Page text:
The Blizzard of ’09 missed south-central Kentucky, as near as we can tell from Alene’s reports and pictures.  They got a two-inch dusting at the farm, just enough to look like winter for awhile, then the sun came out and it was gone the next day.

I am not unhappy that this area doesn’t get regular deep snows – one of the deciding factors for choosing this place in Taylor County, Kentucky, was the moderate highs and lows throughout the year; both Derril and I spent childhoods in long-winter states (he in Ohio, I in Colorado) and remember well the cold and endless months under snowpack, waiting for Spring to arrive.  So finding a place to live the rest of our lives with definite seasons (San Diego has nothing of the sort) but without a preponderance of winter was an agreed upon objective, ruling out many alluring properties that presented themselves in Idaho, Wyoming, and upstate New York.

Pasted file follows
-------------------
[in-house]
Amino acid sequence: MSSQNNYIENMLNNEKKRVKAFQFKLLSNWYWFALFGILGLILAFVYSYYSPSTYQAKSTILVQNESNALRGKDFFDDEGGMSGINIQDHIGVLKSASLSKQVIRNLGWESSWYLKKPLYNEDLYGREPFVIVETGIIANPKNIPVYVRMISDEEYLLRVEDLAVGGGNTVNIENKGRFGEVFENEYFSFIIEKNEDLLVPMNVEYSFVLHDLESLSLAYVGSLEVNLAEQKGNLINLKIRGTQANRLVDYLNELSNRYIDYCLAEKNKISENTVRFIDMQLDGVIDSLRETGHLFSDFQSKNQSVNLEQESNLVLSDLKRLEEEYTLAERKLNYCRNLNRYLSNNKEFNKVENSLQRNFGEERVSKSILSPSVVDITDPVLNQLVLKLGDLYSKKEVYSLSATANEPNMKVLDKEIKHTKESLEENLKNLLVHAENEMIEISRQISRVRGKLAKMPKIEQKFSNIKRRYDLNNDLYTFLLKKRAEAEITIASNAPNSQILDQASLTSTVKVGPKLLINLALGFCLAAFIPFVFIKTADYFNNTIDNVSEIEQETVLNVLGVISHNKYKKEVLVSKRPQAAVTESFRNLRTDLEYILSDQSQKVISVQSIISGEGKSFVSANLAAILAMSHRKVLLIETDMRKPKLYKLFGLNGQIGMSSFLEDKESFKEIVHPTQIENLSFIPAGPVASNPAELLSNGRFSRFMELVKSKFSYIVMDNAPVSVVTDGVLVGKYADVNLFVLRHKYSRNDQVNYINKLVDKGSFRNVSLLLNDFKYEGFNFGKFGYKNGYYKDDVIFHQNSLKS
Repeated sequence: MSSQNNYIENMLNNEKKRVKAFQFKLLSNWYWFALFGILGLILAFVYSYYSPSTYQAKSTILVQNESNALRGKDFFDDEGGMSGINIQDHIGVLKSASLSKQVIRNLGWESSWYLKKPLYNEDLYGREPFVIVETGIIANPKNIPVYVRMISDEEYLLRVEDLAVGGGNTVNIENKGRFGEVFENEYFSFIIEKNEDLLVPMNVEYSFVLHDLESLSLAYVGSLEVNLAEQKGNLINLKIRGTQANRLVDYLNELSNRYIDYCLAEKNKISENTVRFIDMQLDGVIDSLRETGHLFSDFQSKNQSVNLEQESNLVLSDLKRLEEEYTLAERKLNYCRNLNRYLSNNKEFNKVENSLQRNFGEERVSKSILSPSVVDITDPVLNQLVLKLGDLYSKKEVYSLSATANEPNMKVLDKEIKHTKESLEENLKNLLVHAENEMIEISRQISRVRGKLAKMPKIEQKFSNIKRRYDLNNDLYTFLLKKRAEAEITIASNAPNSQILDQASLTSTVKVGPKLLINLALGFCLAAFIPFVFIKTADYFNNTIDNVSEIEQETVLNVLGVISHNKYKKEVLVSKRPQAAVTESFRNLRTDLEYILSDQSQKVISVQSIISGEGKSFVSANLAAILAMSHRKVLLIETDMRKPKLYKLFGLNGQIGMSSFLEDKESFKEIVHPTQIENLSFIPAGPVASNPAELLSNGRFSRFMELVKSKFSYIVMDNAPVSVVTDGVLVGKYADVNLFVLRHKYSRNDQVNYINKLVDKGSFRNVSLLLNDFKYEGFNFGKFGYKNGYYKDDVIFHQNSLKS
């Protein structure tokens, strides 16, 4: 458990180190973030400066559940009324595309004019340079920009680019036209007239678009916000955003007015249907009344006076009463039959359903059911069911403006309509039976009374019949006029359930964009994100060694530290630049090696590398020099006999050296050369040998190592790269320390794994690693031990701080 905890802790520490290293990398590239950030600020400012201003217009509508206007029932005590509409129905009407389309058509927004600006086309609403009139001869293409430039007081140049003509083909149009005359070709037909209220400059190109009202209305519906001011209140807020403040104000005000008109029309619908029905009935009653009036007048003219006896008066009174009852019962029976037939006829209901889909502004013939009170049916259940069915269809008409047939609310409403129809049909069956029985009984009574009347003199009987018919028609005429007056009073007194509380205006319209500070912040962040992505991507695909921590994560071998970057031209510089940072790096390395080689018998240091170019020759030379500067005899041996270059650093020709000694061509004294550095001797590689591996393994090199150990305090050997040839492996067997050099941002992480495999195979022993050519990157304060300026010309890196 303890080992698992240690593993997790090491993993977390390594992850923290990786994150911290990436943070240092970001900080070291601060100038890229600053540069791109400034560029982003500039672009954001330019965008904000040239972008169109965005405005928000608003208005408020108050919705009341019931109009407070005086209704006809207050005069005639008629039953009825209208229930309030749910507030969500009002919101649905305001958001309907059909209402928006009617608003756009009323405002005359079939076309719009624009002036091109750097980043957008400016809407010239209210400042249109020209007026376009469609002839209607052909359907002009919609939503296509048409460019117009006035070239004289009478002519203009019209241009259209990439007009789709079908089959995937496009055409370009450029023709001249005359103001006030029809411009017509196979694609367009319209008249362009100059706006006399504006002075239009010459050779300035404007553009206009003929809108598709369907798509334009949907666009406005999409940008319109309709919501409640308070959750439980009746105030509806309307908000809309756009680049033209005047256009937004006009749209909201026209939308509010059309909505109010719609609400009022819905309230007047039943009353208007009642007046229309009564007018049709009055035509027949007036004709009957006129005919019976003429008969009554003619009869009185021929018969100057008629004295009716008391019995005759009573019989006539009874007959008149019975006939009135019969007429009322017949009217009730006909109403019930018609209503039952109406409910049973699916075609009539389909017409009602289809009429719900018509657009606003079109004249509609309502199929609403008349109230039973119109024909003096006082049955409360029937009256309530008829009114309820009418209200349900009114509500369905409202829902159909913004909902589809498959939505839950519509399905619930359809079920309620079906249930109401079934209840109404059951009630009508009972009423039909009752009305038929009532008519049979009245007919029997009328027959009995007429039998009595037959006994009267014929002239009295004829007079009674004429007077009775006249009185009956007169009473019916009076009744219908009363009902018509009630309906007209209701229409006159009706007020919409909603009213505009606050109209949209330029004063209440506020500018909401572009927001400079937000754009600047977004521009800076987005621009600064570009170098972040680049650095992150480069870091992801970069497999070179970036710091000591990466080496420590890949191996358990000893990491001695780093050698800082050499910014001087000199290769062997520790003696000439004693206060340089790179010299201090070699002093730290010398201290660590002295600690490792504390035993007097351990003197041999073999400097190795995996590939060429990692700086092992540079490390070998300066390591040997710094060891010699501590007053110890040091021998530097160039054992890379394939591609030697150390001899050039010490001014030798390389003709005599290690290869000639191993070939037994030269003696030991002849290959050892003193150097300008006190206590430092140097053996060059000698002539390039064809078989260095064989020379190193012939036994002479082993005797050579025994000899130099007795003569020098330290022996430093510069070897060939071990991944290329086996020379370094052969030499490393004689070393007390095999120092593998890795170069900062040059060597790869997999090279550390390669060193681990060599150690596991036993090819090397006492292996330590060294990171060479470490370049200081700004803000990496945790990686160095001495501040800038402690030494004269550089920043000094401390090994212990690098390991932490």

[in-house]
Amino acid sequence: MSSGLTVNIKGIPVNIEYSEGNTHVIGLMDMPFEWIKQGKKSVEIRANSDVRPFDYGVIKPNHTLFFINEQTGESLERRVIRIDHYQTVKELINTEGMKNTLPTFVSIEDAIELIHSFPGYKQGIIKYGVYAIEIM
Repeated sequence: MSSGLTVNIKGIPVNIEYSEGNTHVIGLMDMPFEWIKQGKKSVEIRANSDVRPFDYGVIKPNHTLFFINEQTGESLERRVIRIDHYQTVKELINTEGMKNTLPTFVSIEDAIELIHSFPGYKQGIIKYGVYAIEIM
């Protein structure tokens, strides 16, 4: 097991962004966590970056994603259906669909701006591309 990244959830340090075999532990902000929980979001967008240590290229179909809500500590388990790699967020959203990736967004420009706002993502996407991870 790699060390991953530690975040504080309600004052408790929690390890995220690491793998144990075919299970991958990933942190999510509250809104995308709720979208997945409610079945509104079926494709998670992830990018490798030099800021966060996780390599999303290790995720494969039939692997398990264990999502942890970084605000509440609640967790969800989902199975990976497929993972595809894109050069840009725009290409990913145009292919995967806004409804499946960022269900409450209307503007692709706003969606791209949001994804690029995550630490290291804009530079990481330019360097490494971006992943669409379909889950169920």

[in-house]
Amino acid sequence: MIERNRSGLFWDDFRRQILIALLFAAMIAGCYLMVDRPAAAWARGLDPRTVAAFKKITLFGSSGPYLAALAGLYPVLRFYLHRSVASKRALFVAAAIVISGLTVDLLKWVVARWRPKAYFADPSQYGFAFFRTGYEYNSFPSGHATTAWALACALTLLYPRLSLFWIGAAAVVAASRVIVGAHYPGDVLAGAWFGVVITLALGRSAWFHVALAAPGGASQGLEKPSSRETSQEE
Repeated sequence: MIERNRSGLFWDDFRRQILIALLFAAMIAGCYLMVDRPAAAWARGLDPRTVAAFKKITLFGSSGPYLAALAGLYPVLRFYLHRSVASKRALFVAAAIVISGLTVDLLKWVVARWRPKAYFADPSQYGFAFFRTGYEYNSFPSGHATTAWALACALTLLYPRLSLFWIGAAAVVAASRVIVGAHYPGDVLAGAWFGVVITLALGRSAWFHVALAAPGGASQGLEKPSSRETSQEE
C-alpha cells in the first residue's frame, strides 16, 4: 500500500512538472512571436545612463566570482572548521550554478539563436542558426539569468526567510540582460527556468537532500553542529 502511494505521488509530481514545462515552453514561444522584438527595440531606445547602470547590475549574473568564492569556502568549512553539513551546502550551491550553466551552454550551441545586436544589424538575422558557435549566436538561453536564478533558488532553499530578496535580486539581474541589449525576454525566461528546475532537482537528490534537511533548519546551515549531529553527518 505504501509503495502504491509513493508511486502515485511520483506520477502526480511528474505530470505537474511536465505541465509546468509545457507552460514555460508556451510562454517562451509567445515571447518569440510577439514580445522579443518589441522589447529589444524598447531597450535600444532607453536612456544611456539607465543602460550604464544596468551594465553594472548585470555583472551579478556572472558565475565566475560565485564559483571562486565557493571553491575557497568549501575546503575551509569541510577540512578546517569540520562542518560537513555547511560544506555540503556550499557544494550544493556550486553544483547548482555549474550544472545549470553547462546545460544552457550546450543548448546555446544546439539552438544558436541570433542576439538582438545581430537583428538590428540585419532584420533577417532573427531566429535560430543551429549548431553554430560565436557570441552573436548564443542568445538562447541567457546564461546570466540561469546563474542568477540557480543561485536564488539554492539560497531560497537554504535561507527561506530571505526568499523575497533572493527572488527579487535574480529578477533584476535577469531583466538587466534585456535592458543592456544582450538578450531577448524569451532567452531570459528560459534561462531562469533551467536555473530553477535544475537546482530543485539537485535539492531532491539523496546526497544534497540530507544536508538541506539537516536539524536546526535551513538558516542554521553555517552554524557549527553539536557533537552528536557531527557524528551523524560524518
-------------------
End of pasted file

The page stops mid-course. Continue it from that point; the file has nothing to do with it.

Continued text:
We’ll have to treasure every little snowfall we get once we’re there.  And I’ll never have a sleigh; one horse-drawn vehicle less to fill the equipment shed.  I’ll have to put sleigh bells on the horses’ harness anyway during the winter, though, just to enjoy the seasonal effect.  And take lots of pictures when a storm of white comes through, to savor the beauty before it disappears.

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Before we left the farm for Virginia on our last visit, we took Bobby up to the pasture edge to mark a couple of hickory trees to cut for firewood.  He’d talked about wanting some hickory firewood the entire time we were there, and although there are many trees already blown down that would make perfectly good firewood, by gum it was hickory the old man wanted.  Said his daddy burned hickory and it was the best firewood ever.  Needed a couple of years to season, so he wanted to get some cut right away.  Even though we haven’t put a stove in the little house yet, and they only use the fireplace if ever the power goes out.  And he has a stack of oak all put by.  Still, he wanted to cut some hickory, and I like to keep him happy, so I said I was sure there were a couple that could be culled for such a purpose.